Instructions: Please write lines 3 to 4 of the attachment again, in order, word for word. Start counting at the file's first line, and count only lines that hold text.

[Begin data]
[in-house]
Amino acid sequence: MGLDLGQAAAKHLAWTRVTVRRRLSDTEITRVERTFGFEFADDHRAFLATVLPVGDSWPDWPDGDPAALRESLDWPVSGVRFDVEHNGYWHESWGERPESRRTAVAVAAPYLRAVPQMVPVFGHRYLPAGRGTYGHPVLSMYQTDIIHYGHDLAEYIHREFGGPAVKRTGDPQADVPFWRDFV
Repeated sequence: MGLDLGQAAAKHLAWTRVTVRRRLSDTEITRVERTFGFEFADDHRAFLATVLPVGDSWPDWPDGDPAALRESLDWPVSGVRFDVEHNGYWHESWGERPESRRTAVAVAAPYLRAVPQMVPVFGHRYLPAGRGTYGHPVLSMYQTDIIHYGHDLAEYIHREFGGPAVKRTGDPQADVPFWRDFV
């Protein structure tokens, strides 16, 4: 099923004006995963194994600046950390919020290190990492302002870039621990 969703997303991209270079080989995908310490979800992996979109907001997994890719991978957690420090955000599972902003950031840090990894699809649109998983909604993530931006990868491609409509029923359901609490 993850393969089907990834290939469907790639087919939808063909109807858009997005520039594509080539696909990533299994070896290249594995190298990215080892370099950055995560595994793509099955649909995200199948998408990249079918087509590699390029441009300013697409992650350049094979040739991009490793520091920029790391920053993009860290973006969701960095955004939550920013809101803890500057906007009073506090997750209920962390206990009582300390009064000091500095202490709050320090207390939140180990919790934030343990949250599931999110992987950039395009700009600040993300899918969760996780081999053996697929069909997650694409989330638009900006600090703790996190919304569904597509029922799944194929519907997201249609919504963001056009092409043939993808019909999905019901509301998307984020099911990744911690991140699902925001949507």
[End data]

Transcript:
Repeated sequence: MGLDLGQAAAKHLAWTRVTVRRRLSDTEITRVERTFGFEFADDHRAFLATVLPVGDSWPDWPDGDPAALRESLDWPVSGVRFDVEHNGYWHESWGERPESRRTAVAVAAPYLRAVPQMVPVFGHRYLPAGRGTYGHPVLSMYQTDIIHYGHDLAEYIHREFGGPAVKRTGDPQADVPFWRDFV
């Protein structure tokens, strides 16, 4: 099923004006995963194994600046950390919020290190990492302002870039621990 969703997303991209270079080989995908310490979800992996979109907001997994890719991978957690420090955000599972902003950031840090990894699809649109998983909604993530931006990868491609409509029923359901609490 993850393969089907990834290939469907790639087919939808063909109807858009997005520039594509080539696909990533299994070896290249594995190298990215080892370099950055995560595994793509099955649909995200199948998408990249079918087509590699390029441009300013697409992650350049094979040739991009490793520091920029790391920053993009860290973006969701960095955004939550920013809101803890500057906007009073506090997750209920962390206990009582300390009064000091500095202490709050320090207390939140180990919790934030343990949250599931999110992987950039395009700009600040993300899918969760996780081999053996697929069909997650694409989330638009900006600090703790996190919304569904597509029922799944194929519907997201249609919504963001056009092409043939993808019909999905019901509301998307984020099911990744911690991140699902925001949507």